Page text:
praise for
days of naze


days of naze 

 

 

 

 

essays.

five good ones:

i blame them

the longest mile

my affair with a greek woman

pleasure victim

a night on the town

 

my old intro: an introduction

christening naze.net: i am naze

...

wish list

december 31, 2002

east side / west side

After much sweat and toil, recycling and disposing, organizing and arranging, I have switched rooms with the boys. After nearly 12 years in the east upstairs bedroom, my windows face west, where in the distance I can the red blinking lights of the radio and t.v. transmitters on top of the west hills along with a smattering of porch and streetlights along those hills.

This room is a bit cosier which is fine by me. My PC has adjusted to its new home, perched now on the short end of the rectangular table. I faithfully cleaned each component of the system and arranged them in their new configuration in front of the raggedy arm chair that is their neighbor. The old 266 had lived its entire life next to the window where the moon rose over the townhouse apartments below. Over the years I have fed it new memory, a graphics card, and a new hard drive, along with a nice set of peripherals. With each new addition, I lovingly open the tower, give it a nice dusting with the compressed air and snap in the boost.

The fact is that it does everything I need it to do. Sure, it can't play Grand Theft Auto. And it won't support USB2. I know it's metal and plastic that comes alive with a current. But somehow it feels like an old friend. I hope it likes its new home. +10:23 PM

 

embarrassment

Mighty Girl, a days of naze favorite, pops up all over the web with a pleasing regularity. Today, in the {fray}: Chagrin and the Men I Have Loved.

The question at the end: when have you embarrassed yourself? You'll find my answer in there. Why don't you add your own? +9:54 AM

 

december 30, 2002

when you're crappy and you know it clap your hands

No, I'm not a bandwagon guy. Oregon is my team, win or lose, but sometimes you just gotta admit when you suck. When you lose 5 of your last 6 games, and then you get your ass kicked by an unranked opponent, 38-17 -- well, you suck.

Same story: get burned deep multiple times a game plus an erratic passing game. QB Jason Fife is a good guy with decent physical skills, but he has definitely lost the confidence of the team. When redshirt Kellen Clemens comes in, surging with adrenaline, he makes a few rookie mistakes, but he moves the ball and makes completions. The irony is that way back, before we became the PAC-10 powerhouse, we lost to Wake Forest in the lowly Independence Bowl many moons ago.

It's hard to come off last year where we were undisputed #2 in the country (with legitimate claims to having been cheated out of the national championship game) to this place we are now. My hope -- no, my prayers are -- that the people who say that our defensive secondary is bad is because any freshmen, no matter how talented, would be shredded by elite PAC-10, are right. Until we can stop the long pass, it doesn't matter how well our offense plays. We'll find a way back. Not giving up on my team. Go Ducks. +11:56 PM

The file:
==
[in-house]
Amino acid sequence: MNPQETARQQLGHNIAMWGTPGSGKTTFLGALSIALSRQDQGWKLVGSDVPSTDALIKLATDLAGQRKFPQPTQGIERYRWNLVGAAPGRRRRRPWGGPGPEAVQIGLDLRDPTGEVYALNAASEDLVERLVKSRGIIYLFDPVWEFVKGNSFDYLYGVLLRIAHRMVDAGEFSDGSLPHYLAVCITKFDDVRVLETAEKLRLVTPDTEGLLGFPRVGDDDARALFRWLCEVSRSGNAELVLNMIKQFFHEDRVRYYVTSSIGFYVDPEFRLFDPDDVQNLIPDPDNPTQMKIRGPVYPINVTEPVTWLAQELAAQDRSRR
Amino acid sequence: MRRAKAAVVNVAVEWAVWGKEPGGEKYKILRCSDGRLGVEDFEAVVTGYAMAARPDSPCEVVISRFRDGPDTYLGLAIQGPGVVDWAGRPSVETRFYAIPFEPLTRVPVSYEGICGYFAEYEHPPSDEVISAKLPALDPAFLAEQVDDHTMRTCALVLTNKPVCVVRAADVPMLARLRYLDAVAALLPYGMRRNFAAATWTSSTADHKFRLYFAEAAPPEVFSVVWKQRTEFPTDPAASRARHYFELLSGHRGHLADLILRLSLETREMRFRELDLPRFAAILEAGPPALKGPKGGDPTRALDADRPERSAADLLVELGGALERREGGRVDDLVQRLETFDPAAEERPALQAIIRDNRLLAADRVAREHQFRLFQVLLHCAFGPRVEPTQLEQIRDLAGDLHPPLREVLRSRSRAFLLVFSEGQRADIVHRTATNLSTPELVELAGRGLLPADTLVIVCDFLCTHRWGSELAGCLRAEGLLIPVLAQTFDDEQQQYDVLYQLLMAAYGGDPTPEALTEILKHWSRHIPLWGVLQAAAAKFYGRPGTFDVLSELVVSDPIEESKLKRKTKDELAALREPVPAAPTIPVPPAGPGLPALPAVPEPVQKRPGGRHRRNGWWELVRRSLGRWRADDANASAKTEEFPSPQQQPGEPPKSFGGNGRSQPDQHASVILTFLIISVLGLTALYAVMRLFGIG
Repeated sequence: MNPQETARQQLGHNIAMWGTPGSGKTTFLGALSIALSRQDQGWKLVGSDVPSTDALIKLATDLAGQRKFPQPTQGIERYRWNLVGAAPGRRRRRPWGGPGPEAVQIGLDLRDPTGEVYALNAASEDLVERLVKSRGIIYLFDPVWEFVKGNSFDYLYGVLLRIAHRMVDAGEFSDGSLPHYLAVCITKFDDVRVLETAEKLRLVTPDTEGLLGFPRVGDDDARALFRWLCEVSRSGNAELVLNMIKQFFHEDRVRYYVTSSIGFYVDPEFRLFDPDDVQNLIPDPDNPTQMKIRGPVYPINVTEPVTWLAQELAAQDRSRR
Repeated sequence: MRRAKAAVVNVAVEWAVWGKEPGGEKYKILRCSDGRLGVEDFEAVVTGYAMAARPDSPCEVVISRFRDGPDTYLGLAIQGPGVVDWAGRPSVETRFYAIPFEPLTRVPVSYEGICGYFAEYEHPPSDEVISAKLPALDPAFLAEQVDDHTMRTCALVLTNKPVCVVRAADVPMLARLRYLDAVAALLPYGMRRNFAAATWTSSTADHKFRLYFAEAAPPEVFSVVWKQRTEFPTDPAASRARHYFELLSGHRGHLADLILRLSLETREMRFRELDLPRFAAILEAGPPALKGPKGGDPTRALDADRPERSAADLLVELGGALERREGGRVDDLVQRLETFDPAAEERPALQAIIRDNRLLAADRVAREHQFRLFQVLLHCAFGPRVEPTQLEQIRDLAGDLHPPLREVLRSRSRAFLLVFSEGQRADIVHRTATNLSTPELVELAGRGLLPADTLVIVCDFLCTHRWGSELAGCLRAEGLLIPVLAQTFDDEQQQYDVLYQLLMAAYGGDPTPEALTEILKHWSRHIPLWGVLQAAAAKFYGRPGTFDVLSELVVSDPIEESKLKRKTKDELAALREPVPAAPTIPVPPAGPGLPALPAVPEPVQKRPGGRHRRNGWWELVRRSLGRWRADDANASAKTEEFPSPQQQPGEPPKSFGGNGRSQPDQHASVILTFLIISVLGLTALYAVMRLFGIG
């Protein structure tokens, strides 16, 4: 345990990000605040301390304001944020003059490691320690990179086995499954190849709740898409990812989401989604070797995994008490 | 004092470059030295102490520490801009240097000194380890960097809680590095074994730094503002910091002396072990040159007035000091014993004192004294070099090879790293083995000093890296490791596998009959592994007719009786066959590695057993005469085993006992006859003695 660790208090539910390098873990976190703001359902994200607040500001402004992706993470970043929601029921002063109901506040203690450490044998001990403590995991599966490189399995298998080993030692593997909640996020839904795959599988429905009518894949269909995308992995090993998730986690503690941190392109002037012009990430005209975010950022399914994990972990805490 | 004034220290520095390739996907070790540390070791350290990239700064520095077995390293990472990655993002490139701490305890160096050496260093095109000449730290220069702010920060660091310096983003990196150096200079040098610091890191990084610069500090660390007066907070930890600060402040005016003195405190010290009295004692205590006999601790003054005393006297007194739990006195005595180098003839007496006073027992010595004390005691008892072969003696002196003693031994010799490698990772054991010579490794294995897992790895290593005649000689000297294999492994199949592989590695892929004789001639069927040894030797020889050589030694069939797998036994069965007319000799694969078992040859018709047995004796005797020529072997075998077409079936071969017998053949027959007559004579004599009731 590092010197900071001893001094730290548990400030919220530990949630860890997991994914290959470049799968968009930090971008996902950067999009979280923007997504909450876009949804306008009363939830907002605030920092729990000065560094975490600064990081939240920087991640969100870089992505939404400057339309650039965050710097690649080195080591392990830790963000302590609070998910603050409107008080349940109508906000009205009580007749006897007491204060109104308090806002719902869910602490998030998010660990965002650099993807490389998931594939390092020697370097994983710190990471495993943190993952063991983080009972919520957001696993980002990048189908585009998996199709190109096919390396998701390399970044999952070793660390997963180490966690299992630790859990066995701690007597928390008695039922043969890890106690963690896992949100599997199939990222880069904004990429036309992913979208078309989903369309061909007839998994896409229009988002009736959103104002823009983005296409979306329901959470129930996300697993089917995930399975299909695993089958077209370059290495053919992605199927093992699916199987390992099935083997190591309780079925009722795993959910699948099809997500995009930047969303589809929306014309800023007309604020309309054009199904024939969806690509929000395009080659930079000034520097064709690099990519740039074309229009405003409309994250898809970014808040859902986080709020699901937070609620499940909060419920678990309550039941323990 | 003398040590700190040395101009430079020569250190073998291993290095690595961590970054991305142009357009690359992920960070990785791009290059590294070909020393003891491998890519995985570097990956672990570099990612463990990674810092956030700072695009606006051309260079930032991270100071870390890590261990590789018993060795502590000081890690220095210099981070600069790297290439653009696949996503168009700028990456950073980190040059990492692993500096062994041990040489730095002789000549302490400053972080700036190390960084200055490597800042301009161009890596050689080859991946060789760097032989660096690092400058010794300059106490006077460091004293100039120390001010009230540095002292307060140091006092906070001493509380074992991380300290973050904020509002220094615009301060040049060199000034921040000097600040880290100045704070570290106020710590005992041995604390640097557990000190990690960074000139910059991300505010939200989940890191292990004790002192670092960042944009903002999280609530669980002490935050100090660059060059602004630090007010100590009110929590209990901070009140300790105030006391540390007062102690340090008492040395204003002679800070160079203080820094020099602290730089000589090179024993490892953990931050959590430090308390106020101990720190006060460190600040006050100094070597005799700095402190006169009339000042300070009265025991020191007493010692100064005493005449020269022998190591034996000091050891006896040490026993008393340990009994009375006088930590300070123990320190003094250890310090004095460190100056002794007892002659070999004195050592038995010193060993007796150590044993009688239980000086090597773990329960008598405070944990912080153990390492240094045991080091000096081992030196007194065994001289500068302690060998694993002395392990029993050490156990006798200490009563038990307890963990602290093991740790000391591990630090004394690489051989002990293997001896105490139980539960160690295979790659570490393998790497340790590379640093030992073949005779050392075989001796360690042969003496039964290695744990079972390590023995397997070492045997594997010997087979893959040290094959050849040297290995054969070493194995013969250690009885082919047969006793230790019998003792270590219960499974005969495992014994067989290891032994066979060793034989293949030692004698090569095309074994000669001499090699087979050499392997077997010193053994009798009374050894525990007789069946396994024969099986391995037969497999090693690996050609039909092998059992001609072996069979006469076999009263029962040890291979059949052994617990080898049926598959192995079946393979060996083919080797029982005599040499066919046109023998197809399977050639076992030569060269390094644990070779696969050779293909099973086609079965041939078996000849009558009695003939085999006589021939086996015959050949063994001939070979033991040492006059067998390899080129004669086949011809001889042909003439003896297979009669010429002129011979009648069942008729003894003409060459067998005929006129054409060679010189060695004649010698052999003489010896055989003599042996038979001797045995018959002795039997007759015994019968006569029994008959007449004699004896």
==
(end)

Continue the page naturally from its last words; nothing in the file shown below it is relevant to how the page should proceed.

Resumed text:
december 29, 2002

the stigma of questionable competence

George W's men think merit should be the primary criterion of college admission for everyone, except, of course, George W. [via kottke] +6:40 PM

 

december 26, 2002

simpson's genesis

This Portland Tribune article has some fun drawing out many of the Portland landmarks and people Matt Groening mutated into Simpson's characters and places.

Missing from the article is one of my favorites, Reverend Lovejoy, named after Lovejoy Street. The street gets its name from Asa Lovejoy, who along with Francis Pettygrove, shared the claim to what is now downtown Portland. They couldn't agree on what to call the new place, so they flipped a coin. Pettygrove won, otherwise we would be called the name that Lovejoy wanted -- Boston.

Now that I think of it, Asa Phelps is one of the Flying Hellfish from the episode Curse of the Flying Hellfish. With Google and some persistence, I'll bet this game could go on a long time... Here's a goofy map of Portland that shows more Simpson's connections. +9:08 PM

 

december 25, 2002

alma mater - football dynasty

"We're going to take a few months off and start thinking about how we're going to do it again," the coach [Sean McNabb] says.

Sean, who has led the team to 3 AAA state championships in the 4 years he has coached the Indians, graduated from Scappoose High in 1983, one year after me. Scappoose is a very small town (about 8000 people?) halfway between Portland, Oregon and Longview, Washington, on the Columbia River. His player development is phenomenal to be getting his guys to achieve at those levels given the population he has to draw from. Prior to this, Scappoose did not have a tradition of being a strong football program (it does, however, have a long track record as a very strong wrestling team).

It's kind of fun to watch this unfold. Of course, the downside of success for Scappoose football is that Sean will be heavily recruited by other bigger programs in the Portland metro area. +9:04 PM